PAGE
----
• Another way libraries could help with Election Day is offering meeting rooms for local election officials to host poll worker training sessions. Well trained poll workers help elections run smoothly.

Librarians and staff are valuable resources just like the books, classes, and online materials libraries provide. As such, they would be ideal messengers for information that drives more patrons to register and vote, and it would be yet another way libraries contribute to the vitality of communities and patrons they serve.

If you have questions or are looking for registration and voting resources please contact Campus Vote Project: info@campusvoteproject.org

The post Campus Vote shares ideas, resources for libraries appeared first on District Dispatch.

Library of Congress: The Signal: New Year, New You: A Digital Scholarship Guide (in seven parts!)

Wed, 2018-01-03 17:34

To get 2018 going in a positive digital direction, we are releasing a guide for working with digital resources. Every Wednesday for the next seven weeks a new part of the guide will be released on The Signal. The guide covers what digital archives and digital humanities are trying to achieve, how to create digital documents, metadata and text-encoding, digital content and citation management, data cleaning methods, an introduction to working in the command line, text and visual analysis tools and techniques, and a list of people, blogs, and digital scholarship labs to follow to learn more about the topic. If you need all of this information immediately, feel free to binge on the full guide, available now in PDF. (No spoilers!)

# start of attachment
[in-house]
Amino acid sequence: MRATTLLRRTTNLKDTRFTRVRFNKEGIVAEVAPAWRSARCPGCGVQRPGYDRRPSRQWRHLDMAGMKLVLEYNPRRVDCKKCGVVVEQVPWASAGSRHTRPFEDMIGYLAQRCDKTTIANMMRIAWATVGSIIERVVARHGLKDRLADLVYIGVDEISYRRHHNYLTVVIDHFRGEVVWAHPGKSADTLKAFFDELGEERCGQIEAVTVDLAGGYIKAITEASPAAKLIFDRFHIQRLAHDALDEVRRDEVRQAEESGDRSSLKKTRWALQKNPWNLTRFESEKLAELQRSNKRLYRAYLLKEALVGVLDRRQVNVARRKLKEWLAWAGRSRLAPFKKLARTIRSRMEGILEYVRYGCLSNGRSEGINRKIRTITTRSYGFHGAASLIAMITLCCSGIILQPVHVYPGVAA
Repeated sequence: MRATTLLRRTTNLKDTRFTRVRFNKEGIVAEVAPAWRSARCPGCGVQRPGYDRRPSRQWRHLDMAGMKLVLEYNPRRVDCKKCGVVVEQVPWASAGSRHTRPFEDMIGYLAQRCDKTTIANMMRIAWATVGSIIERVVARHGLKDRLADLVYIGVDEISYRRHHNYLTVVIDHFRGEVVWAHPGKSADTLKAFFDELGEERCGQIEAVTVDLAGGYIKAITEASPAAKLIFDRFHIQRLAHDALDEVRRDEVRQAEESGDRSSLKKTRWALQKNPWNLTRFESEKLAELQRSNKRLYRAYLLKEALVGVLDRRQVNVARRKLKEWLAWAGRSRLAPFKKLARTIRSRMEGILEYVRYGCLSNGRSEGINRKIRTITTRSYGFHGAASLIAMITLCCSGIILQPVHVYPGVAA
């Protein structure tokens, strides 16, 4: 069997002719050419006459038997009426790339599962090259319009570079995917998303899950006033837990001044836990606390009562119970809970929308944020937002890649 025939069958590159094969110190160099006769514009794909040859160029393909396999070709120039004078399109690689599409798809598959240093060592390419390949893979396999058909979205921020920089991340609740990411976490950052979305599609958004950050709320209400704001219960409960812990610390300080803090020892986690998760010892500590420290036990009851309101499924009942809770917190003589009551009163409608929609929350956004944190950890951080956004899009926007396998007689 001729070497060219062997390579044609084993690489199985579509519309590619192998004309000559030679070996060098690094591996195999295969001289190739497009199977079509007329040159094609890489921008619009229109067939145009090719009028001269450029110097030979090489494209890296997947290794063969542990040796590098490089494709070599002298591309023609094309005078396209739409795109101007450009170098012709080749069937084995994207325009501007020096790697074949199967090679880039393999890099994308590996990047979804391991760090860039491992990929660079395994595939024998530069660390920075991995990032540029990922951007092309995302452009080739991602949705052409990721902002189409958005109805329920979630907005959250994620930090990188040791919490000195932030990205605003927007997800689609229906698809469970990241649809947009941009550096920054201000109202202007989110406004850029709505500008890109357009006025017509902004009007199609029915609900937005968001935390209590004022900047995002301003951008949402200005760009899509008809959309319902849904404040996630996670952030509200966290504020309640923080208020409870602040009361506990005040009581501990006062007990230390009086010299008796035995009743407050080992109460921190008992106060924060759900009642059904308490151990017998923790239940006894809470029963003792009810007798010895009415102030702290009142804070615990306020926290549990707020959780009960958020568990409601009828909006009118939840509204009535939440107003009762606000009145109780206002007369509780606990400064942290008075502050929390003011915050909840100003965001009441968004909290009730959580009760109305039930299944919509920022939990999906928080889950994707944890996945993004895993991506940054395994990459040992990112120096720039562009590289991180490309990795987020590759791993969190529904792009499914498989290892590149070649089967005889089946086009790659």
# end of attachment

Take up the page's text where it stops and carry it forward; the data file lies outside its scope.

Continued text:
This project is part of a larger exploration the Labs team is facilitating to create a reference service for working with collections as data at the Library of Congress. It is also part of the long-running Junior Fellows Summer Internship Program. Last summer, one of the interns we hosted, Samantha Herron from Swarthmore College, created this guide. We think Sam did a great job pulling together an introduction to what digital scholarship is and what you need to know to start planning this type of project, and we are thrilled to feature her work on The Signal. These blog posts also serve as an example of the kind of projects our Jr. Fellows work on and hopefully will inspire some of you recent grads to apply to our 2018 openings. Applications for this summer are due January 26, 2018. A modest stipend is provided.